If you want to globally redirect everything that happens to be written (like you do now), it's tricky, but can be hacked together.
I strongly recommend that, if it's possible, just do it by normal piping. just wrap everything you do in a subshell. In this case
echo "this is the message"
) | cat
or just write everything into a variable with "$()" syntax.
The next way is to use what you did, but write to a tmpfs or
/dev/shm if they are available. That's pretty straight forward, but you have to know what ram-based filesystems are in place (and set them up if possible).
Another way is to create a fifo with
mkfifo. In both cases, you need to clean up after yourself.
I have a very ugly hack, but I bet someone can improve it.
exec > >( tee >( ( tac && echo _ ) | tac | (read && cat > ./log) ) )
echo "finished writing"
echo "stdout now reopen"
sleep 1 #wait if the file is still being written asynchronously
How it works: first, you have a
tee so you can see what's going on. This in turn outputs to another process substitution. There, you have the trick
tac|tac which (because
tac needs entire input to start outputting) waits for the entire stream to finish before going on. The last piece is in a subshell that actually outputs this into a file. Of course, the final shell would, immeadiately upon instantiation, create the output file in the filesystem if that was the only line. So something that also waits for the input to finally come, has to be done first, to delay file creation. I do this by outputting a dummy line first with echo, and then reading and discarding it. The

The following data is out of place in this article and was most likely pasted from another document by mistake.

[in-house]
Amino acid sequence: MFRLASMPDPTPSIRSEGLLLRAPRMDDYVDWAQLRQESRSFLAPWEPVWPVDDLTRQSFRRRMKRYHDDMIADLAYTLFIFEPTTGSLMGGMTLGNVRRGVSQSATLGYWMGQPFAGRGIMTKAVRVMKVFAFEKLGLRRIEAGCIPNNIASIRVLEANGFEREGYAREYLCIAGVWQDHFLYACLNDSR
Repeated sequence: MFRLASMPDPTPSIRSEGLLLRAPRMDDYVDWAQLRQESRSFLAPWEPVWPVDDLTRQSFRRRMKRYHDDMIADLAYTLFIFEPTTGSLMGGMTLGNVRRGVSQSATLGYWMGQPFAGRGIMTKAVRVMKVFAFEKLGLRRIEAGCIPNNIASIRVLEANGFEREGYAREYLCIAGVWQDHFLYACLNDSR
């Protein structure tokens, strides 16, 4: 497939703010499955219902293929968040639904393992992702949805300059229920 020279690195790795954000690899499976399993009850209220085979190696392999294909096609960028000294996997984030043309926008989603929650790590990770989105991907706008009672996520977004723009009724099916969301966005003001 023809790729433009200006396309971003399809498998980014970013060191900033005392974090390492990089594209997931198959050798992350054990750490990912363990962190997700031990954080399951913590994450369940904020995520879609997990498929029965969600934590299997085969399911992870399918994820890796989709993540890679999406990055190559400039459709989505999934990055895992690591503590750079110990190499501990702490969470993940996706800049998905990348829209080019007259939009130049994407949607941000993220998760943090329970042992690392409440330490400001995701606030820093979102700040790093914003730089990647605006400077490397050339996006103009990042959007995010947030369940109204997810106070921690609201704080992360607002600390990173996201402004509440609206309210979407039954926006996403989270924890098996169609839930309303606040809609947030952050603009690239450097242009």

read blocks until you close the file descriptor, signalling to
tac its time has come. Hence, the closing of the stdout file descriptor at the end. I also saved the original
stdout before opening the process substitution, in order to restore it at the end (to use
cat once more). There's a
sleep 5 in there, so I could check with
ls if the file really wasn't created too early. The final sleep is trickier... The subshell is asynchronous and if there is a lot of output, you are waiting for both
tacs to do their thing before the file is really there. So reasonably, you'll probably need to do something else to check if the thing really is finished. For instance,
&& touch sentinel at the end of the last subshell, and then
while [ ! -f sentinel ]; do sleep 1; done && rm sentinel before you finally use the file.
All in all, two process substitutions and in the inner one another two subshells and 2 pipes. It's one of the ugliest things I've ever written... but it should create the file only when you close the stdout, which means it's well controlled and can be done when your filesystems are ready.